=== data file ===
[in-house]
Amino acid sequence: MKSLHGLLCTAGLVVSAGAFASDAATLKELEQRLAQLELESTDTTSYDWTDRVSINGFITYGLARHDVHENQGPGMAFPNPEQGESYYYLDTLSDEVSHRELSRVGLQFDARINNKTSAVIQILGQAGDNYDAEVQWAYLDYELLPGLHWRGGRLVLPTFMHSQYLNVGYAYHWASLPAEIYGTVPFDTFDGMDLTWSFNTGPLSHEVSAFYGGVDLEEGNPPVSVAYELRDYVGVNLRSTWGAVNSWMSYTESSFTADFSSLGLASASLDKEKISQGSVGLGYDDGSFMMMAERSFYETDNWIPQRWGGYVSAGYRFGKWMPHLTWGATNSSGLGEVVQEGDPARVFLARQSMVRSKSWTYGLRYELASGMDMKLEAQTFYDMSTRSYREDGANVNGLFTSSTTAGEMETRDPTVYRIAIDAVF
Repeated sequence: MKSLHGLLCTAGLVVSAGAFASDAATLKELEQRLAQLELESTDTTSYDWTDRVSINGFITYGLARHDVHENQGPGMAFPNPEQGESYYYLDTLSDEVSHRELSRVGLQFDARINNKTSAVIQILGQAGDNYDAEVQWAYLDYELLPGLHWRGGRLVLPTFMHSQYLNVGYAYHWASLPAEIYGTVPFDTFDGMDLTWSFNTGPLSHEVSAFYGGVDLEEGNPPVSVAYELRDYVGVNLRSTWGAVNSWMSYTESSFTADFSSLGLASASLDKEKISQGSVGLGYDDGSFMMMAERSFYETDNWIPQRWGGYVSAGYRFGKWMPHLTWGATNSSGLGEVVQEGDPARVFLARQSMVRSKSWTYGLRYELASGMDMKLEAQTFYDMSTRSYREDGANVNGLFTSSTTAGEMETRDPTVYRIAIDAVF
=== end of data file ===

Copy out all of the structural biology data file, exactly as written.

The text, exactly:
[in-house]
Amino acid sequence: MKSLHGLLCTAGLVVSAGAFASDAATLKELEQRLAQLELESTDTTSYDWTDRVSINGFITYGLARHDVHENQGPGMAFPNPEQGESYYYLDTLSDEVSHRELSRVGLQFDARINNKTSAVIQILGQAGDNYDAEVQWAYLDYELLPGLHWRGGRLVLPTFMHSQYLNVGYAYHWASLPAEIYGTVPFDTFDGMDLTWSFNTGPLSHEVSAFYGGVDLEEGNPPVSVAYELRDYVGVNLRSTWGAVNSWMSYTESSFTADFSSLGLASASLDKEKISQGSVGLGYDDGSFMMMAERSFYETDNWIPQRWGGYVSAGYRFGKWMPHLTWGATNSSGLGEVVQEGDPARVFLARQSMVRSKSWTYGLRYELASGMDMKLEAQTFYDMSTRSYREDGANVNGLFTSSTTAGEMETRDPTVYRIAIDAVF
Repeated sequence: MKSLHGLLCTAGLVVSAGAFASDAATLKELEQRLAQLELESTDTTSYDWTDRVSINGFITYGLARHDVHENQGPGMAFPNPEQGESYYYLDTLSDEVSHRELSRVGLQFDARINNKTSAVIQILGQAGDNYDAEVQWAYLDYELLPGLHWRGGRLVLPTFMHSQYLNVGYAYHWASLPAEIYGTVPFDTFDGMDLTWSFNTGPLSHEVSAFYGGVDLEEGNPPVSVAYELRDYVGVNLRSTWGAVNSWMSYTESSFTADFSSLGLASASLDKEKISQGSVGLGYDDGSFMMMAERSFYETDNWIPQRWGGYVSAGYRFGKWMPHLTWGATNSSGLGEVVQEGDPARVFLARQSMVRSKSWTYGLRYELASGMDMKLEAQTFYDMSTRSYREDGANVNGLFTSSTTAGEMETRDPTVYRIAIDAVF